I guess I’m stuck on Denosumab now. I’ve already had the four fractures after being on it for five months. I just went along with what the consultant said I didn’t know there was any other choice being given that my bones are so bad.

Mavary profile image
Mavary in reply to Mistydawn

Hi my spinal score was minus 5.5 and after terriparatide it’s is minus 4.3 My hip score is minus 3.4

HeronNS profile image
HeronNS in reply to Mavary

Your t-score, I don't need to tell you, is serious. My concern is always for the people like me, or those not much over the arbitrary OP line who are prescribed drugs and most likely could, like me, do fine with "natural" methods. The drugs are serious medicine for people with a serious condition.

🌹Best wishes for good improvement.

Mavary profile image
Mavary in reply to HeronNS

Thank you. I can only trust in the Consultant. It came as a shock when I found out I was so bad. Still it has improved a bit although it went backwards on Denosumab at first. The Consultant told me it doesn’t work for a year or two. I hate to think what I will be like after two years on it. I think I ought to wrap myself up in cotton wool now. Or even better get myself a Michelin suit. 😁🤣

Scandi123 profile image
Scandi123 in reply to HeronNS

Hi there, out of interest, what score counts as theOP line you talking about. Many thanks.

HeronNS profile image
HeronNS in reply to Scandi123

-2.5

Anecdotally I've read that at the end of a long meeting, I think the WHO, decided on this number as the best number, but it was really rather arbitrary. Your t-score doesn't tell you how strong or flexible your bones are. Only one, imperfect, tool hence development of the FRAX score which at least considers other risk factors. I have to say my FRAX score does give me a measureable risk, but most people who break a bone do NOT have OP, so how does one define "fragility fracture "? Take a questionable fracture out of the equation and my FRAX drops quite a bit.

Sandy33 profile image
Sandy33 in reply to Mavary

Hi, You are very accurate and not being able to have a redo if you make the wrong decision on this. 🙁Hoping I have a little time to explore another option other than medication. A good friend of mine has gone the route that you have. She did a two year course of Forteo and is now doing yearly Reclast infusion’s.

Mavary profile image
Mavary in reply to Sandy33

I have to be careful on any medication as my tummy doesn’t like anything new. I think they’ve geared my medication to that.

Please look up my story, posted in the pmrgcauk community of this forum look up My Osteoporosis Journey. Sorry, I'm using an annoying little tablet and it's difficult to post links. If I figure out how I'll post here.

healthunlocked.com/pmrgcauk...

Mistydawn profile image
Mistydawn in reply to HeronNS

Thank you so much. I really do not want to take any of the meds, they all sound horrendous plus rebound fracture, osteonecrosis of the jaw, on medication for life etc. Also I am small boned and studies have shown the chinese women who are also small boned do not fracture! I feel I am too young (ha) at 61 to be starting on these drugs for life...

Sandy33 profile image
Sandy33 in reply to Mistydawn

Your story sounds very similar to mine down to the L3 and L4 being affected. Also at 61 surprised my diagnosis. Before I go the medication route I want to check out other avenues as well as be sure there is not some underlying issue that is getting missed. Totally understand those that have gone the medication route, sometimes it seems that’s your only option. Just not sure it’s the best one for me. But only time will tell and as everybody mentions, it’s not like you can go back and have a redo on your decision. Ugh! 😂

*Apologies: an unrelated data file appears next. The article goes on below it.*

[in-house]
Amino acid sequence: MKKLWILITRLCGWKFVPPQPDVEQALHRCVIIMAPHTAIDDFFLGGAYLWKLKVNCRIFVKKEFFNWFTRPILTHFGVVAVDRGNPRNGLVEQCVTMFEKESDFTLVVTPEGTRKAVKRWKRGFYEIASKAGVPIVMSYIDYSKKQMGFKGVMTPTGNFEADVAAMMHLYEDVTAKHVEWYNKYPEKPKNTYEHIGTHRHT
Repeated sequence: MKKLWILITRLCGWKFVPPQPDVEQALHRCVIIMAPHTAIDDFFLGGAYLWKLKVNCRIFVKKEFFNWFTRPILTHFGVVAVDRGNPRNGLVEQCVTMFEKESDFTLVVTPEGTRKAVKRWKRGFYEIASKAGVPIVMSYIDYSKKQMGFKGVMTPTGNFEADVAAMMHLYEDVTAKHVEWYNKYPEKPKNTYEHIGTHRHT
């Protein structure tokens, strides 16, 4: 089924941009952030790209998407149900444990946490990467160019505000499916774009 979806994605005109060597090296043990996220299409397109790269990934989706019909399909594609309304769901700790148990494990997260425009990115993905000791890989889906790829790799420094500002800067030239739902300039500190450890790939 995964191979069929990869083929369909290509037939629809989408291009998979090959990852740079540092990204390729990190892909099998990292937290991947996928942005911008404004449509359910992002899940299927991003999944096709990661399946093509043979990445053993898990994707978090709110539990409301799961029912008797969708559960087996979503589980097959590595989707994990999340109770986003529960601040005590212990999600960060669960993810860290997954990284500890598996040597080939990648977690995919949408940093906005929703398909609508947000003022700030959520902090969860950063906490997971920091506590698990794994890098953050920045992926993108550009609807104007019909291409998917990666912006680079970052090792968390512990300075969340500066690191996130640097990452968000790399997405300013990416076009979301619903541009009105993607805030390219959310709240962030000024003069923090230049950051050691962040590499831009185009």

HeronNS profile image
HeronNS in reply to Mistydawn

I think there are even different standards for different countries where the dominant body type may not be as large as an average white American. Also the standard is based as far as I know on a healthy 35 year old. We will nearly all show at least "osteopenia" measured against that standard.

Mistydawn profile image
Mistydawn in reply to HeronNS

I totally agree. I think here in the UK the standard is based on a healthy 30 year old. Just read you blog and am ploughing through the links. Thank you so much for your blog

HeronNS profile image
HeronNS in reply to Mistydawn

I hope most still work. It was a very select Iist and I read a lot more, and it was years ago!

Nessie87 profile image
Nessie87 in reply to Mistydawn

Same age as me!

It’s a really difficult one! I was put forward for an alendronic acid infusion about a year ago but when I spoke with the nurse who was actually going to set up the infusion I was well surprised by her response to my reluctance. She basically said if I was not happy to go ahead then I shouldn’t as once it’s in my body, we can’t take it out. She went on to say, she has patients who say their daughter/son thinks they should have the infusion but she (the nurse) tells them it’s your body/your decision not your daughter/son. I loved this nurse for her honesty and needless to say didn’t go ahead with the infusion. Good luck with whatever you decide to do. Think I am going to abstain from taking any medication for as long as I can…

Sandy33 profile image
Sandy33 in reply to Mistydawn

Hoping this decision works best for the both of us!😊

Hi Sandy, I’m recently diagnosed with osteoporosis and not keen on taking the prescribed medication as I understand it eventually causes your bones to become brittle, not to mention side effects too.

Sandy33 profile image
Sandy33 in reply to Nessie87